Originally published August 19, 2015
In a time when $100 million gifts are increasing in number but are still relatively rare, the John T. and Catherine D. MacArthur Foundation’s announcement that it will award a $100 million grant every three years is big news.
Foundation president Julia Stasch wrote in her recent annual report that MacArthur is streamlining its grantmaking to “work primarily through programs and projects that are larger in scale, time-limited in nature, or designed to reach specific objectives.”
As part of this new direction, a $100 million grant will be made to a single proposal that will “solve or significantly mitigate a major problem or seize a compelling opportunity.”
Does your organization have the potential to secure this transformational gift?
The principles that might cause your proposal to be selected for the MacArthur grant are the same as those that help increase the likelihood that any proposal will be funded.
Here are some essential guidelines that will distinguish your proposal from the competition and give you the chance to secure those transformational gifts.
- Match your proposal with the foundation’s guidelines. Make sure your proposal is for purposes consistent with the programs and priorities that the foundation indicates it will fund.
- Lead with amount requested, purpose, and impact. State clearly in the first sentence of the proposal how much you are asking for, for what purpose(s), and what the expected outcomes will be. For example, “This is a proposal to the ABC Foundation for a grant of $150,000, payable over three years, to enable the [name of organization] to expand its STEM education program to an additional 200 junior high school students.” Too many foundation proposals wait until two or more pages into the proposal to do this.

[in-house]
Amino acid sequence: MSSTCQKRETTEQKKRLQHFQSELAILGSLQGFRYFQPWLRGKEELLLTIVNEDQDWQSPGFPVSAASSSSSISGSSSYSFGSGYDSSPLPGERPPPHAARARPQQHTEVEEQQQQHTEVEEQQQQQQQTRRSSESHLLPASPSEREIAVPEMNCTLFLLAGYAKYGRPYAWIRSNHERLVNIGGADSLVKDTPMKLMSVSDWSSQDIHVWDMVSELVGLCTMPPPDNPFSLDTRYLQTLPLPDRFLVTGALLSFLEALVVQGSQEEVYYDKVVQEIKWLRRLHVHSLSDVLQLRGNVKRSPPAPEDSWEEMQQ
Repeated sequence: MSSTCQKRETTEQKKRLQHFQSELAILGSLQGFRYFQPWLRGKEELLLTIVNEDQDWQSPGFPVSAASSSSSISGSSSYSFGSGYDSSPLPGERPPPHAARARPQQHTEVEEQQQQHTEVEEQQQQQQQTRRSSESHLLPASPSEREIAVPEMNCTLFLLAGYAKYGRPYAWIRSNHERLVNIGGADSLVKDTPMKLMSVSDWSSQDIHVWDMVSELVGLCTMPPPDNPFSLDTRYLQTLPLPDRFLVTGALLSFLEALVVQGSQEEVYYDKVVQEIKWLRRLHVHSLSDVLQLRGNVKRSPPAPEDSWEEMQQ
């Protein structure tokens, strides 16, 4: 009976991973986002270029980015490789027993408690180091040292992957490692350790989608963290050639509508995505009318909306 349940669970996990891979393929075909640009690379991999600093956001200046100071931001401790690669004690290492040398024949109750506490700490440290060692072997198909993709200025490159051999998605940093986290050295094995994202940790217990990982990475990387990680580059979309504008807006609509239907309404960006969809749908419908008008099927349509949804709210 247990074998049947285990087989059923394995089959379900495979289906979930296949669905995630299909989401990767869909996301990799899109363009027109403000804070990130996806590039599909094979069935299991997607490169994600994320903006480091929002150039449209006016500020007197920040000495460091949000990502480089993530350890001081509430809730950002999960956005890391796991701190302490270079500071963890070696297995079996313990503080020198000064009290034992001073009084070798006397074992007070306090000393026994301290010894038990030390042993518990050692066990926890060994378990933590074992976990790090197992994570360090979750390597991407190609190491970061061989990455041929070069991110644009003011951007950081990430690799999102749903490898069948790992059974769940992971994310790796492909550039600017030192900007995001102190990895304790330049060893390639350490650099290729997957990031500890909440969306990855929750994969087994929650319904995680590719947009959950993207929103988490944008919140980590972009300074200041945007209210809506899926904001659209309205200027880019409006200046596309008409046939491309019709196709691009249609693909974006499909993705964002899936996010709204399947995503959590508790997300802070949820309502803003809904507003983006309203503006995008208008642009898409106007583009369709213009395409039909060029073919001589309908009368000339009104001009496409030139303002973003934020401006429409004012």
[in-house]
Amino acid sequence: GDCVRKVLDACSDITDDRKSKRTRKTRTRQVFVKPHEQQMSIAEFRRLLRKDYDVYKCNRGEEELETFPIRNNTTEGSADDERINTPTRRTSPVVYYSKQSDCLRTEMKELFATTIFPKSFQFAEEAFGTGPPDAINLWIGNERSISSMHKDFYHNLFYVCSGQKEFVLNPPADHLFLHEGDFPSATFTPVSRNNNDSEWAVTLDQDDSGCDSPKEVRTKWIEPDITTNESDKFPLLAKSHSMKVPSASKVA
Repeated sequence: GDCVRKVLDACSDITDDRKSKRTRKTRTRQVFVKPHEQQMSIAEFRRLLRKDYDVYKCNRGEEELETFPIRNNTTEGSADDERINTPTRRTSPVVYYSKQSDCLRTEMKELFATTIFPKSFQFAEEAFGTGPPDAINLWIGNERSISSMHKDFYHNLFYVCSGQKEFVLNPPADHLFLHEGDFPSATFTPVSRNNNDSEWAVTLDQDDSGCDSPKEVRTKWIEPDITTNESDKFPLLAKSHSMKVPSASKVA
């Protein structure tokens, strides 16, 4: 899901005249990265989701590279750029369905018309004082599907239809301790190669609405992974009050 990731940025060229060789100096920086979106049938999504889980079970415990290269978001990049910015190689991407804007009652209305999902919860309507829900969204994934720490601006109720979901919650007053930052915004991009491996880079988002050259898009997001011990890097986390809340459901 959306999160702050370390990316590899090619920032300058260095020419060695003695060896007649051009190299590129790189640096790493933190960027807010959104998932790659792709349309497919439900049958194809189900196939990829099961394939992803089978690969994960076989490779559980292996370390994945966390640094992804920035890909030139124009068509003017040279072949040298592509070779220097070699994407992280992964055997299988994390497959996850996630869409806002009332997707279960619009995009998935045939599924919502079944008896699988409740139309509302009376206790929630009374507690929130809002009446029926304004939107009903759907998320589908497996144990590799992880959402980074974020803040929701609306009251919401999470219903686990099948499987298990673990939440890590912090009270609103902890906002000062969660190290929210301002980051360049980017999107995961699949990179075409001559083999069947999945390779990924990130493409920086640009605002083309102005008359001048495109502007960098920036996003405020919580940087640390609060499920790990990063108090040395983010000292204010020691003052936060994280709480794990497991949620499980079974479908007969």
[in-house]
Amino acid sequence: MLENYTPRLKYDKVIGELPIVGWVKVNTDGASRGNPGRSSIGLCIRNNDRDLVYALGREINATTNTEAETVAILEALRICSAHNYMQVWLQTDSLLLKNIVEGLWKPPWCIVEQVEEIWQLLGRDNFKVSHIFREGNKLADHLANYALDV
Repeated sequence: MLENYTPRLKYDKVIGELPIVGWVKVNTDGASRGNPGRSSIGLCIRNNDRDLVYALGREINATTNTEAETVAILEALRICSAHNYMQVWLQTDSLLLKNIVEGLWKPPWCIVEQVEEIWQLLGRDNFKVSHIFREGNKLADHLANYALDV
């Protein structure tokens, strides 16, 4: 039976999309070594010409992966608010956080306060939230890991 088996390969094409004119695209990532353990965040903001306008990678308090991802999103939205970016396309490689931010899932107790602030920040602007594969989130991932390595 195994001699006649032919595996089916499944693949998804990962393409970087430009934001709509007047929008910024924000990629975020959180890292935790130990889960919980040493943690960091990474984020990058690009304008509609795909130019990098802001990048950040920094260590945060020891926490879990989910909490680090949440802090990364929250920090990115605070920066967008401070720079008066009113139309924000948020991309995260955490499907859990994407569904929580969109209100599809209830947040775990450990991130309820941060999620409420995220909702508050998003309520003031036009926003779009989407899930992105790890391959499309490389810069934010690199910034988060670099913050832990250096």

- Emphasize expected impacts and outcomes. Talk, not just about how you will spend the money, but on the specific, measurable outcomes you expect to achieve with the foundation’s grant. Address why these outcomes are important, and how you will evaluate success.
- Describe what will happen if something is not done about the issue you are addressing. What will happen if you can’t conduct the research, build the facility, or run the program you are proposing? What are the impacts of these consequences?
- Explore collaborating and leveraging opportunities. Increasingly foundations are looking with favor on proposals in which two or more nonprofit organizations collaborate on addressing a particular problem or challenge (e.g., a college or university partnering with a boys and girls club on wellness programs and activities) and/or use the requested foundation grant to leverage a specified amount of money from other funders.
- Don’t say that you need the money. Of course you need the money. Funders know this, and you don’t need to belabor the point. Demonstrate the need through the impact your proposed project will have and the consequences of not doing the project.
- Put your organization’s history and accomplishments at the end. Unless the foundation’s proposal format specifies otherwise, include information about your organization’s history and accomplishments in an appendix. Focus your proposal with what problem you want to solve, how you will do so, and the measurable impact you will have.
As you meet with foundation prospects and donors, let Ms. Stasch’s articulation of MacArthur’s new guiding principles raise your sights and inspire your proposals.
“Be bolder and aim higher. Embrace independent, even unconventional, thinking. Act with greater urgency, even as we remain patient for the fruits of real, lasting change. Be more open, curious, and experimental, and take more risk. Set ambitious goals that are clear and practical, and seek significant, measurable progress.”
Bentz Whaley Flessner partners with colleges, universities, healthcare organizations, and other nonprofits to build strong advancement programs that yield increasing support from foundations, individuals, and corporations. Contact us to learn how we can help you today.